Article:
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Bengal government advice on tea bonus impasse

As the stalemate lingered, the state govt intervened and “advised” the management to pay bonus in two parts on October 4 and 30
The eight hill tea unions, too, stuck to their stand of bonus at one go, which they said gardens in the Dooars and Terai had agreed upon.

Vivek Chhetri   |   Darjeeling   |   Published 29.09.21, 02:51 AM

The state government intervened on the deadlock over bonus between hill tea planters and workers’ unions on Tuesday, advising planters to give the bonus in two instalments in October.

In the third bonus settlement meeting for the Darjeeling tea industry, held in Siliguri, the management again insisted on paying bonus to hill tea garden workers in two instalments. The eight hill tea unions, too, stuck to their stand of bonus at one go, which they said gardens in the Dooars and Terai had agreed upon.

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As the stalemate lingered, the state government intervened and “advised” the management to pay bonus in two parts on October 4 and 30.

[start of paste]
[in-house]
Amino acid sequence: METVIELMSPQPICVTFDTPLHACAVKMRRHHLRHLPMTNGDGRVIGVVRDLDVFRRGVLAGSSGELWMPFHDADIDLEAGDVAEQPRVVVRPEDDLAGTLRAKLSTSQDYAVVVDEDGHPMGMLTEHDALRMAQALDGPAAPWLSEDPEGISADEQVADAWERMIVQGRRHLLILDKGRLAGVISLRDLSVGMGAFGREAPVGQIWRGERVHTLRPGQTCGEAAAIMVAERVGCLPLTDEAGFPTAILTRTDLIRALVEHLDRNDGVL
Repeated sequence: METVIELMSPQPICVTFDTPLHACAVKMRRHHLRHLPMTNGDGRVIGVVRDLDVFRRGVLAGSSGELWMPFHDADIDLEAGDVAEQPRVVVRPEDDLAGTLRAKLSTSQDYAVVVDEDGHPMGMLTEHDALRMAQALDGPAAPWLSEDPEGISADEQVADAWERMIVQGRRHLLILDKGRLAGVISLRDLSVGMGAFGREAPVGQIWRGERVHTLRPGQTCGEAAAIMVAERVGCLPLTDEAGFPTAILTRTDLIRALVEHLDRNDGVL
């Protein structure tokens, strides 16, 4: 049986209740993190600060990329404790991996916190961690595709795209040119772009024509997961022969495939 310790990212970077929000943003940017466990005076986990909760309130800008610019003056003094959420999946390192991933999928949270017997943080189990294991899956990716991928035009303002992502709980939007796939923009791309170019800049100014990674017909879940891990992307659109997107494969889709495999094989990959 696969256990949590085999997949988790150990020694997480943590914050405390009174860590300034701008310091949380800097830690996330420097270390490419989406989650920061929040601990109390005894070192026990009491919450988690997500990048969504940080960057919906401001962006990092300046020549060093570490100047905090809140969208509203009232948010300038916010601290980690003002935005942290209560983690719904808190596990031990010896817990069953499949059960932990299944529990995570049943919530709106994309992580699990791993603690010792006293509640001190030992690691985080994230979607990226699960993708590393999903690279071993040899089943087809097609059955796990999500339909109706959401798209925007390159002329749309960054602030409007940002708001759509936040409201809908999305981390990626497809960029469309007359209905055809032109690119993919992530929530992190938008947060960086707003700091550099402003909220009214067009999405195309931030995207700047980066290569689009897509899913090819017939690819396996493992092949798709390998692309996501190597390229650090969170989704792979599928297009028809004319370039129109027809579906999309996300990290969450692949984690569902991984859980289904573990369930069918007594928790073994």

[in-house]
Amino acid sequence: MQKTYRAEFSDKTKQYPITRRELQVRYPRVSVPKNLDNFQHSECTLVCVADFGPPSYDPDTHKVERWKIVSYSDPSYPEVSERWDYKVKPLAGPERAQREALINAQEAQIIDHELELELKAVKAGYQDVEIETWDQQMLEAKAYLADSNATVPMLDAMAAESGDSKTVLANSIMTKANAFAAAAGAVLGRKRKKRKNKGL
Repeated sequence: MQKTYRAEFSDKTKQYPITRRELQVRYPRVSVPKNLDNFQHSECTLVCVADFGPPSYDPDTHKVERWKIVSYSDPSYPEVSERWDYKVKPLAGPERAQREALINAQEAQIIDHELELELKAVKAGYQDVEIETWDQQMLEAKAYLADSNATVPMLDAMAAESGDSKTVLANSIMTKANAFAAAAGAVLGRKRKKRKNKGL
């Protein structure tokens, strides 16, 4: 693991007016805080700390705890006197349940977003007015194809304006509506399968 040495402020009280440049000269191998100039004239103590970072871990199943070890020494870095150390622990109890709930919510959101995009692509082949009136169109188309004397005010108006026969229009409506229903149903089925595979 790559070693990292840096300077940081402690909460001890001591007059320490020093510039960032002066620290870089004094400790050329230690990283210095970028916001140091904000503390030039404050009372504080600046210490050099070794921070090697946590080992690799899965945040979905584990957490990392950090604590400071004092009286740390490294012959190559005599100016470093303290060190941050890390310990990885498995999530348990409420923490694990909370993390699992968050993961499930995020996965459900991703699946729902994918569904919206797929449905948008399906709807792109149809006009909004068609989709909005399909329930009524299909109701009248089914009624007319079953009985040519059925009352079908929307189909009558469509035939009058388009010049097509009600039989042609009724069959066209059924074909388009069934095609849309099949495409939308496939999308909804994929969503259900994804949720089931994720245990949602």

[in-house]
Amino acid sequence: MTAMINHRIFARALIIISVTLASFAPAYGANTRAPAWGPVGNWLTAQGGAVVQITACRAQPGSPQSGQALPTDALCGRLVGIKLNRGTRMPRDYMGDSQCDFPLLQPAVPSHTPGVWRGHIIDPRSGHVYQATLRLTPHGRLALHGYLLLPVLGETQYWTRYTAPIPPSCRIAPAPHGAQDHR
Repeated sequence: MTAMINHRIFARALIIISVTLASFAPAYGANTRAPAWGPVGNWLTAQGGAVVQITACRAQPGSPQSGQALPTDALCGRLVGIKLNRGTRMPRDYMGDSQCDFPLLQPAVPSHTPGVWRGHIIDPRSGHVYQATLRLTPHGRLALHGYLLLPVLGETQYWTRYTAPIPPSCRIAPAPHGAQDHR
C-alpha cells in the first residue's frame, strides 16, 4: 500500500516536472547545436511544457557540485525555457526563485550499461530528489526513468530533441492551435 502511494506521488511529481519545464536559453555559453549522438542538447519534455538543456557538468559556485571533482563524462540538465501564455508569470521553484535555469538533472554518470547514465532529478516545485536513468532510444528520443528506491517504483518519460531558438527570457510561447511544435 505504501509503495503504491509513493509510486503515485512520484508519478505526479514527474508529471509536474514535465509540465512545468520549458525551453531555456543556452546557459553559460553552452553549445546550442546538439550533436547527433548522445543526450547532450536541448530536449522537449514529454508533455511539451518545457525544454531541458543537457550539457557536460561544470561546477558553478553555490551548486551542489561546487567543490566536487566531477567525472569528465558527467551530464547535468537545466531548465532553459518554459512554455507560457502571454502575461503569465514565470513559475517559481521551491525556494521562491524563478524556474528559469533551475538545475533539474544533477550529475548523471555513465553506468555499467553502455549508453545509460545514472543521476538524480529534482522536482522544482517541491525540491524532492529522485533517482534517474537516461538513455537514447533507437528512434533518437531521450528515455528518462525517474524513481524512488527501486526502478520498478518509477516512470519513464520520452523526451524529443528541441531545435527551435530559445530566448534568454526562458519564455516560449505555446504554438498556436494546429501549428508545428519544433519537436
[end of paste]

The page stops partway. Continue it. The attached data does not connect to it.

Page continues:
Sources said minister of state (independent charge) of labour department, Becharam Manna, who was not physically present at the meeting, intervened through official channels to work out a solution.

As in the earlier two meetings, the management cited that with exports of Darjeeling tea hit amid the pandemic and subsequent lack of cash flow, bonus could be paid in two instalments, one before Durga Puja and the rest by March 31, 2022. The unions said bonus should be paid at the rate of 20 per cent of the workers’ total annual earnings (with a ceiling of Rs 15,500) at one go.

The state advisory said the 20 per cent bonus is “to be paid in two instalments”, 15 per cent by October 4 and the rest 5 per cent by October 30. It was also stated that the practice of splitting the bonus, prevailing for three years in a row “shall be stopped from next year.” The bonus ceiling was agreed at Rs 15,500.A copy of a letter by Md Rizwan, additional labour commissioner, north Bengal zone, to the state labour commissioner, details the proceedings of the meeting.

“Bonus talks are mostly settled between the union and management. This is probably the first time that the government has intervened with such a unique settlement,” said an industry veteran.

A trade union leader who was part of the meeting said: “We protest this settlement.” If the government discards unions, what can we say? If workers accept 15 per cent as first instalment, what can we say?”

There are 87 tea gardens in the Darjeeling Tea industry.



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